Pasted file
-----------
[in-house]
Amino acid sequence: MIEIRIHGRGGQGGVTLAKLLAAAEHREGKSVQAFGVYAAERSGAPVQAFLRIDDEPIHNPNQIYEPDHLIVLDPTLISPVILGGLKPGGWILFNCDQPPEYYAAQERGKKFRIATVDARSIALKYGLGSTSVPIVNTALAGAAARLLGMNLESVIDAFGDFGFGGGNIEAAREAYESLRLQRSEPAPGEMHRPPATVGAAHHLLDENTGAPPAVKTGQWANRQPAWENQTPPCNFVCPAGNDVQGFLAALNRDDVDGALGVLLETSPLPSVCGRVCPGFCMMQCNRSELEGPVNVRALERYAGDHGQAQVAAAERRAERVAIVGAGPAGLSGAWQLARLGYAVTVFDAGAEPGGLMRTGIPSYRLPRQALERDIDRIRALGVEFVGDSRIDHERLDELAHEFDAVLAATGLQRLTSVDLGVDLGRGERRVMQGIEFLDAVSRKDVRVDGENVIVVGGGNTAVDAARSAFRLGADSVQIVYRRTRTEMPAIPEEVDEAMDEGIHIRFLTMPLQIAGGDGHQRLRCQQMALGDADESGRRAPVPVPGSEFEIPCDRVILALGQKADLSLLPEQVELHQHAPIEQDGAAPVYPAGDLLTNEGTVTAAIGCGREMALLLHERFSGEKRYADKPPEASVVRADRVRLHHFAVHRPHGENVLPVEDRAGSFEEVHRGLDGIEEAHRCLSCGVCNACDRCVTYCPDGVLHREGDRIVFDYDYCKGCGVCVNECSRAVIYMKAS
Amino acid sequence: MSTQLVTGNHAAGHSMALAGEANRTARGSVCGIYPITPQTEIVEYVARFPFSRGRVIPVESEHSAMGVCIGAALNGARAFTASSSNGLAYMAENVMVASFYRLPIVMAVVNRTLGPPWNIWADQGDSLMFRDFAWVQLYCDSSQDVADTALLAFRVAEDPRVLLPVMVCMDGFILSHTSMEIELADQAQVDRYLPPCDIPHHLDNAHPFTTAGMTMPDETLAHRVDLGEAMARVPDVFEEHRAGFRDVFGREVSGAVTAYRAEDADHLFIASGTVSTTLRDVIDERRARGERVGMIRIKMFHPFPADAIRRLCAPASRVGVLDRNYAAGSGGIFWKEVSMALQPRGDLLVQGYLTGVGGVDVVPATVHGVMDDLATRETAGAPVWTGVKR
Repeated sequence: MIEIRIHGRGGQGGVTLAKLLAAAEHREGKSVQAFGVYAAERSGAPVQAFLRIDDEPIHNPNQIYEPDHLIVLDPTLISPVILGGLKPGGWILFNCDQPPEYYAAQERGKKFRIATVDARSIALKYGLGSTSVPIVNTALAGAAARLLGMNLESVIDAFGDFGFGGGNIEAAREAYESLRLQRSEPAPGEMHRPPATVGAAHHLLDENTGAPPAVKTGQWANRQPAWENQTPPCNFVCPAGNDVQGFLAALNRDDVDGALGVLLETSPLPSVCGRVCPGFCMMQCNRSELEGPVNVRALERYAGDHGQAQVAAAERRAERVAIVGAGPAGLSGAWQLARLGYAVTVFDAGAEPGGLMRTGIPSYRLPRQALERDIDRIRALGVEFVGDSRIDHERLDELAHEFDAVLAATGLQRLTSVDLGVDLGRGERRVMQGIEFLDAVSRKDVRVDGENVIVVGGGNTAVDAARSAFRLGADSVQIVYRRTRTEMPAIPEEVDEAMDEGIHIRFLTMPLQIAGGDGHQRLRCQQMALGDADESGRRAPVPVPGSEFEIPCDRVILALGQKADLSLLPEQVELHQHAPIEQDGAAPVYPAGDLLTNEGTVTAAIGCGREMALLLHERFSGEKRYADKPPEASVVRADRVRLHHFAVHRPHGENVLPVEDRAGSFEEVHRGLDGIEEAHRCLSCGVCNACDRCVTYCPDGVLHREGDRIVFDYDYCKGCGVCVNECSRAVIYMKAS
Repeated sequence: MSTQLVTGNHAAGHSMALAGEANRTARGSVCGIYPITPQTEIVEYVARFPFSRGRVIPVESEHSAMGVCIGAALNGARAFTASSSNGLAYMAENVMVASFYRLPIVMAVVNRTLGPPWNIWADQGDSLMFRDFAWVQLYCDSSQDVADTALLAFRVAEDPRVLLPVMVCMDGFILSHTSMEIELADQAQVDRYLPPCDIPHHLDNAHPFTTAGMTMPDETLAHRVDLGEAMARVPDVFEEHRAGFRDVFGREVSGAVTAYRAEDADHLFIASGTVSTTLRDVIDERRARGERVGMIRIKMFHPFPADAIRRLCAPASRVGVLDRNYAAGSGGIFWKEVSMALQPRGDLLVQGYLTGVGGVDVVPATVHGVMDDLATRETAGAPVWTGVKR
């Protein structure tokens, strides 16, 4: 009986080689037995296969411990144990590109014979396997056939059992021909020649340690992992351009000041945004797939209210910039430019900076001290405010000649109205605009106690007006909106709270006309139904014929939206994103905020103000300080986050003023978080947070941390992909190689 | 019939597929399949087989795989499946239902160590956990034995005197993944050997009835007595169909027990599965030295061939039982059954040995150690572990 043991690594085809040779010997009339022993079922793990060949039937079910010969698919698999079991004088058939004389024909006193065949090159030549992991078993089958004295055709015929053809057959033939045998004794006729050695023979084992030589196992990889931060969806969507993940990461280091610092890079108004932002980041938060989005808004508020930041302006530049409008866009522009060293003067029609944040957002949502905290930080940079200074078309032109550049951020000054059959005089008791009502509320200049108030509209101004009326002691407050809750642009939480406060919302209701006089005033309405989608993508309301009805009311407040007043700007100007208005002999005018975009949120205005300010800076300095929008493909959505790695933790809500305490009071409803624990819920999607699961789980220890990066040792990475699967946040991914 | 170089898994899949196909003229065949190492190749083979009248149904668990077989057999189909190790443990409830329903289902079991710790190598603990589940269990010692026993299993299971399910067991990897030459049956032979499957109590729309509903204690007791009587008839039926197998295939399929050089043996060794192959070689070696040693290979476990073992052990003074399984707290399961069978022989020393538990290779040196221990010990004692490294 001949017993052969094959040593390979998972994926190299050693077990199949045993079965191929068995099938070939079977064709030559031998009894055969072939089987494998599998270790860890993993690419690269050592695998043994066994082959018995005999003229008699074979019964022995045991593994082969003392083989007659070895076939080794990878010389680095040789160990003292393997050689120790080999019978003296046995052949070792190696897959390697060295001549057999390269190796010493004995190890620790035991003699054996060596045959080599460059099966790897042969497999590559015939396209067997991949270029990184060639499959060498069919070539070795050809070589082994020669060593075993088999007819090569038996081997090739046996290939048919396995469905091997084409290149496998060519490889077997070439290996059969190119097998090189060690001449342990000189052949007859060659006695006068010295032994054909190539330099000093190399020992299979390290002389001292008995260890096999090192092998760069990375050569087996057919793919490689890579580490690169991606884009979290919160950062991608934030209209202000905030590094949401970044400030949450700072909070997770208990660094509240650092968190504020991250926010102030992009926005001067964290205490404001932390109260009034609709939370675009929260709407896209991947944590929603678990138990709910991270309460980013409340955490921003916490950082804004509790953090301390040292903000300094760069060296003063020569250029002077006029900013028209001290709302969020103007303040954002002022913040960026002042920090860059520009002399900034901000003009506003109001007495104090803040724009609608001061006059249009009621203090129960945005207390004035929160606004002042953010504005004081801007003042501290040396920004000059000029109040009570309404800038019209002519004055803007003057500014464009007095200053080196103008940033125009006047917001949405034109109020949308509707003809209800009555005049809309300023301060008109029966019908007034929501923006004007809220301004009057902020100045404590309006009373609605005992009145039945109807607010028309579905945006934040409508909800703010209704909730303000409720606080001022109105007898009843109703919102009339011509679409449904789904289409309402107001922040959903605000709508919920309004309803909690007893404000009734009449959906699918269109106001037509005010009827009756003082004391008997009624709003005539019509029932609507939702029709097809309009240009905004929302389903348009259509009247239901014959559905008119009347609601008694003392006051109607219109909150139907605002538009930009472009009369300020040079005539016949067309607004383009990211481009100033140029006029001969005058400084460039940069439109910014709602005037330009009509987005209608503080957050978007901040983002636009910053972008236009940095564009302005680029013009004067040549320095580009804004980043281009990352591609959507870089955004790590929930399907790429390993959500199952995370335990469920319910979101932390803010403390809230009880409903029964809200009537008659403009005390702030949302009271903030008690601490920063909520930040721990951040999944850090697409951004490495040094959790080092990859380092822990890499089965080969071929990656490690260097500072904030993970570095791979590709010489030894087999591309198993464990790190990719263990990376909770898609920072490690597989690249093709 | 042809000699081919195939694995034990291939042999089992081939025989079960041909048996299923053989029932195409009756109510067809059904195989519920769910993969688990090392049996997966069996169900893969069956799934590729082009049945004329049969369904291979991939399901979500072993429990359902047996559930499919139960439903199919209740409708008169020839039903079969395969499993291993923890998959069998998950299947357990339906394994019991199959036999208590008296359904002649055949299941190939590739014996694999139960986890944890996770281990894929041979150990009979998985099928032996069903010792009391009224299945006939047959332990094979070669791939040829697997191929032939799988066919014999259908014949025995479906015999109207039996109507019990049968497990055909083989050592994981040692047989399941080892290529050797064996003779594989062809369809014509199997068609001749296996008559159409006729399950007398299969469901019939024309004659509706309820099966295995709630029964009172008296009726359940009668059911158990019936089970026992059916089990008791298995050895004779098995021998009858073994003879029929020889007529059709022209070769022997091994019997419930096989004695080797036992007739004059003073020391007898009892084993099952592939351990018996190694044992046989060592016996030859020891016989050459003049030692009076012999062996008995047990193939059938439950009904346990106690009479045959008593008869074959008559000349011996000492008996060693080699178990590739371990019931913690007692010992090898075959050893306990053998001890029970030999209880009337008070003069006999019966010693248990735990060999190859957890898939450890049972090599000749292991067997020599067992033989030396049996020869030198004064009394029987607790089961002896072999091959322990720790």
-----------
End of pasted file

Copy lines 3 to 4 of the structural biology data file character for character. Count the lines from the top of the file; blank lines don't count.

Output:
Amino acid sequence: MSTQLVTGNHAAGHSMALAGEANRTARGSVCGIYPITPQTEIVEYVARFPFSRGRVIPVESEHSAMGVCIGAALNGARAFTASSSNGLAYMAENVMVASFYRLPIVMAVVNRTLGPPWNIWADQGDSLMFRDFAWVQLYCDSSQDVADTALLAFRVAEDPRVLLPVMVCMDGFILSHTSMEIELADQAQVDRYLPPCDIPHHLDNAHPFTTAGMTMPDETLAHRVDLGEAMARVPDVFEEHRAGFRDVFGREVSGAVTAYRAEDADHLFIASGTVSTTLRDVIDERRARGERVGMIRIKMFHPFPADAIRRLCAPASRVGVLDRNYAAGSGGIFWKEVSMALQPRGDLLVQGYLTGVGGVDVVPATVHGVMDDLATRETAGAPVWTGVKR
Repeated sequence: MIEIRIHGRGGQGGVTLAKLLAAAEHREGKSVQAFGVYAAERSGAPVQAFLRIDDEPIHNPNQIYEPDHLIVLDPTLISPVILGGLKPGGWILFNCDQPPEYYAAQERGKKFRIATVDARSIALKYGLGSTSVPIVNTALAGAAARLLGMNLESVIDAFGDFGFGGGNIEAAREAYESLRLQRSEPAPGEMHRPPATVGAAHHLLDENTGAPPAVKTGQWANRQPAWENQTPPCNFVCPAGNDVQGFLAALNRDDVDGALGVLLETSPLPSVCGRVCPGFCMMQCNRSELEGPVNVRALERYAGDHGQAQVAAAERRAERVAIVGAGPAGLSGAWQLARLGYAVTVFDAGAEPGGLMRTGIPSYRLPRQALERDIDRIRALGVEFVGDSRIDHERLDELAHEFDAVLAATGLQRLTSVDLGVDLGRGERRVMQGIEFLDAVSRKDVRVDGENVIVVGGGNTAVDAARSAFRLGADSVQIVYRRTRTEMPAIPEEVDEAMDEGIHIRFLTMPLQIAGGDGHQRLRCQQMALGDADESGRRAPVPVPGSEFEIPCDRVILALGQKADLSLLPEQVELHQHAPIEQDGAAPVYPAGDLLTNEGTVTAAIGCGREMALLLHERFSGEKRYADKPPEASVVRADRVRLHHFAVHRPHGENVLPVEDRAGSFEEVHRGLDGIEEAHRCLSCGVCNACDRCVTYCPDGVLHREGDRIVFDYDYCKGCGVCVNECSRAVIYMKAS